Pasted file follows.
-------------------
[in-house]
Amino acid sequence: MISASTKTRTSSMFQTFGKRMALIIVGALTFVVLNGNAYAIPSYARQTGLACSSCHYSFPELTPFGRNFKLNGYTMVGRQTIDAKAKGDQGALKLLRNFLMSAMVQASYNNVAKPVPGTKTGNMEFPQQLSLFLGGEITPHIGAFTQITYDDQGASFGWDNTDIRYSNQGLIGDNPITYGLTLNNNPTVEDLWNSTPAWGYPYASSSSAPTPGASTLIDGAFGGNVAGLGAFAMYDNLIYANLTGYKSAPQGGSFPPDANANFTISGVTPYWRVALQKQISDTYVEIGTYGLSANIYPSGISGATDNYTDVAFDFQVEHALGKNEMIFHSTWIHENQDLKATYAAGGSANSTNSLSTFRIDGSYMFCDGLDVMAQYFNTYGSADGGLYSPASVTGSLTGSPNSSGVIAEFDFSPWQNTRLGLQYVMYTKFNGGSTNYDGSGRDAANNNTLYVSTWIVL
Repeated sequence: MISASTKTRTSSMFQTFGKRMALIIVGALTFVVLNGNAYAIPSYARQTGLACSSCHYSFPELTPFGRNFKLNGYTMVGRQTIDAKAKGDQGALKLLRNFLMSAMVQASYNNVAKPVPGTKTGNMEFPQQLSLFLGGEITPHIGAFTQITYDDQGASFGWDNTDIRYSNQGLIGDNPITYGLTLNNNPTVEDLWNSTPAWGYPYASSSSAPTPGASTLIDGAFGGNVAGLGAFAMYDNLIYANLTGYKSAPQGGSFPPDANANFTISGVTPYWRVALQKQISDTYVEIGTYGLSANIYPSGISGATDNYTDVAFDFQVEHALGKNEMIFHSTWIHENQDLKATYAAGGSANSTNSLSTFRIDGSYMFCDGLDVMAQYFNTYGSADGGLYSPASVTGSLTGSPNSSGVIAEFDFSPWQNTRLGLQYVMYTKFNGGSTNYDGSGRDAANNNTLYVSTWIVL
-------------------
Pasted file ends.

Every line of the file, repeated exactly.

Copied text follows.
[in-house]
Amino acid sequence: MISASTKTRTSSMFQTFGKRMALIIVGALTFVVLNGNAYAIPSYARQTGLACSSCHYSFPELTPFGRNFKLNGYTMVGRQTIDAKAKGDQGALKLLRNFLMSAMVQASYNNVAKPVPGTKTGNMEFPQQLSLFLGGEITPHIGAFTQITYDDQGASFGWDNTDIRYSNQGLIGDNPITYGLTLNNNPTVEDLWNSTPAWGYPYASSSSAPTPGASTLIDGAFGGNVAGLGAFAMYDNLIYANLTGYKSAPQGGSFPPDANANFTISGVTPYWRVALQKQISDTYVEIGTYGLSANIYPSGISGATDNYTDVAFDFQVEHALGKNEMIFHSTWIHENQDLKATYAAGGSANSTNSLSTFRIDGSYMFCDGLDVMAQYFNTYGSADGGLYSPASVTGSLTGSPNSSGVIAEFDFSPWQNTRLGLQYVMYTKFNGGSTNYDGSGRDAANNNTLYVSTWIVL
Repeated sequence: MISASTKTRTSSMFQTFGKRMALIIVGALTFVVLNGNAYAIPSYARQTGLACSSCHYSFPELTPFGRNFKLNGYTMVGRQTIDAKAKGDQGALKLLRNFLMSAMVQASYNNVAKPVPGTKTGNMEFPQQLSLFLGGEITPHIGAFTQITYDDQGASFGWDNTDIRYSNQGLIGDNPITYGLTLNNNPTVEDLWNSTPAWGYPYASSSSAPTPGASTLIDGAFGGNVAGLGAFAMYDNLIYANLTGYKSAPQGGSFPPDANANFTISGVTPYWRVALQKQISDTYVEIGTYGLSANIYPSGISGATDNYTDVAFDFQVEHALGKNEMIFHSTWIHENQDLKATYAAGGSANSTNSLSTFRIDGSYMFCDGLDVMAQYFNTYGSADGGLYSPASVTGSLTGSPNSSGVIAEFDFSPWQNTRLGLQYVMYTKFNGGSTNYDGSGRDAANNNTLYVSTWIVL